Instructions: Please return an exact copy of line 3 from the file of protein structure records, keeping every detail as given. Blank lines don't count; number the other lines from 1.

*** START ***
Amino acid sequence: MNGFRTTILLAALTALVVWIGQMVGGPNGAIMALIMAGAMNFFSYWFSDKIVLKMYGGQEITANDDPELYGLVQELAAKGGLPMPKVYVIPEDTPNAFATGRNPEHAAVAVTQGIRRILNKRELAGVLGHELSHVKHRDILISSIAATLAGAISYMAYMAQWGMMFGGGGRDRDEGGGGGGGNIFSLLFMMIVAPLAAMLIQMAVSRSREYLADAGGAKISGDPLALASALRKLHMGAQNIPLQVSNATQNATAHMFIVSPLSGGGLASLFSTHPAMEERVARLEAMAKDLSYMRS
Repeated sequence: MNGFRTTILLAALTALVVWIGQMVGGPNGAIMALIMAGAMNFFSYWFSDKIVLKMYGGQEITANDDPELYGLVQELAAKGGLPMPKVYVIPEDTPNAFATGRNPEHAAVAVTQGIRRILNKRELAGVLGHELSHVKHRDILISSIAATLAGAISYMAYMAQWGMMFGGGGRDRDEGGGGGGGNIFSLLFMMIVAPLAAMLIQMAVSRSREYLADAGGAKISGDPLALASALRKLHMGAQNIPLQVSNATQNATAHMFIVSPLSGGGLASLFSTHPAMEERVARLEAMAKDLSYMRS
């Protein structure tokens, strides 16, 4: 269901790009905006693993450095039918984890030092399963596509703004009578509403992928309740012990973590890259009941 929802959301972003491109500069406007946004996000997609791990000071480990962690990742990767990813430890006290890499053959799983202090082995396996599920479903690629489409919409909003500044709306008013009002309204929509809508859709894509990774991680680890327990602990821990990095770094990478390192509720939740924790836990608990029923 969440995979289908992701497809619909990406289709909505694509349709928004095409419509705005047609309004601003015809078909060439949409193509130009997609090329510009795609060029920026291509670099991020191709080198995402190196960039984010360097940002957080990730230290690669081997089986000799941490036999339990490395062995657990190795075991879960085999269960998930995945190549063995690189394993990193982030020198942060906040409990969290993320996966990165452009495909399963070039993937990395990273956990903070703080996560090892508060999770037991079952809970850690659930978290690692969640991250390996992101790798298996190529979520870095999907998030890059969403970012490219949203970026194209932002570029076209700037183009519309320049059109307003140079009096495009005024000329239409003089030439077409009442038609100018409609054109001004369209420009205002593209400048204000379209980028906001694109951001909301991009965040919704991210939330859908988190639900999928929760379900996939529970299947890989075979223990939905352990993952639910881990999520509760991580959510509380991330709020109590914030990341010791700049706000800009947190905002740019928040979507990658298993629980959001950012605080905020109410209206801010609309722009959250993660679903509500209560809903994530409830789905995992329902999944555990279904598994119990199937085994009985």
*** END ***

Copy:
């Protein structure tokens, strides 16, 4: 269901790009905006693993450095039918984890030092399963596509703004009578509403992928309740012990973590890259009941 929802959301972003491109500069406007946004996000997609791990000071480990962690990742990767990813430890006290890499053959799983202090082995396996599920479903690629489409919409909003500044709306008013009002309204929509809508859709894509990774991680680890327990602990821990990095770094990478390192509720939740924790836990608990029923 969440995979289908992701497809619909990406289709909505694509349709928004095409419509705005047609309004601003015809078909060439949409193509130009997609090329510009795609060029920026291509670099991020191709080198995402190196960039984010360097940002957080990730230290690669081997089986000799941490036999339990490395062995657990190795075991879960085999269960998930995945190549063995690189394993990193982030020198942060906040409990969290993320996966990165452009495909399963070039993937990395990273956990903070703080996560090892508060999770037991079952809970850690659930978290690692969640991250390996992101790798298996190529979520870095999907998030890059969403970012490219949203970026194209932002570029076209700037183009519309320049059109307003140079009096495009005024000329239409003089030439077409009442038609100018409609054109001004369209420009205002593209400048204000379209980028906001694109951001909301991009965040919704991210939330859908988190639900999928929760379900996939529970299947890989075979223990939905352990993952639910881990999520509760991580959510509380991330709020109590914030990341010791700049706000800009947190905002740019928040979507990658298993629980959001950012605080905020109410209206801010609309722009959250993660679903509500209560809903994530409830789905995992329902999944555990279904598994119990199937085994009985």